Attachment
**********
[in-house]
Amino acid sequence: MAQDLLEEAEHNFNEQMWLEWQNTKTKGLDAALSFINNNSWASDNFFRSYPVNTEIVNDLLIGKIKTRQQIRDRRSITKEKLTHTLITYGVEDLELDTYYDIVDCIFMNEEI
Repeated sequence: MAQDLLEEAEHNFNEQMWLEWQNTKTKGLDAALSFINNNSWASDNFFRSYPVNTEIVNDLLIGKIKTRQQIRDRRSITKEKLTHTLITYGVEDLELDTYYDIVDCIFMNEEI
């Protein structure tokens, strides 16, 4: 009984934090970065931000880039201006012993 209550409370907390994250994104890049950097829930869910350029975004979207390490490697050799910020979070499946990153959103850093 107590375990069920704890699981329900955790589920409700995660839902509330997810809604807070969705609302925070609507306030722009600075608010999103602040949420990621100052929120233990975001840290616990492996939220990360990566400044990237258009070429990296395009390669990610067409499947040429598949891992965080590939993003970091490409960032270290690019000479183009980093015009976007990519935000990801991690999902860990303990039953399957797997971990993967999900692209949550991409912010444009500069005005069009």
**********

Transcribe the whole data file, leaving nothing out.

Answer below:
[in-house]
Amino acid sequence: MAQDLLEEAEHNFNEQMWLEWQNTKTKGLDAALSFINNNSWASDNFFRSYPVNTEIVNDLLIGKIKTRQQIRDRRSITKEKLTHTLITYGVEDLELDTYYDIVDCIFMNEEI
Repeated sequence: MAQDLLEEAEHNFNEQMWLEWQNTKTKGLDAALSFINNNSWASDNFFRSYPVNTEIVNDLLIGKIKTRQQIRDRRSITKEKLTHTLITYGVEDLELDTYYDIVDCIFMNEEI
């Protein structure tokens, strides 16, 4: 009984934090970065931000880039201006012993 209550409370907390994250994104890049950097829930869910350029975004979207390490490697050799910020979070499946990153959103850093 107590375990069920704890699981329900955790589920409700995660839902509330997810809604807070969705609302925070609507306030722009600075608010999103602040949420990621100052929120233990975001840290616990492996939220990360990566400044990237258009070429990296395009390669990610067409499947040429598949891992965080590939993003970091490409960032270290690019000479183009980093015009976007990519935000990801991690999902860990303990039953399957797997971990993967999900692209949550991409912010444009500069005005069009």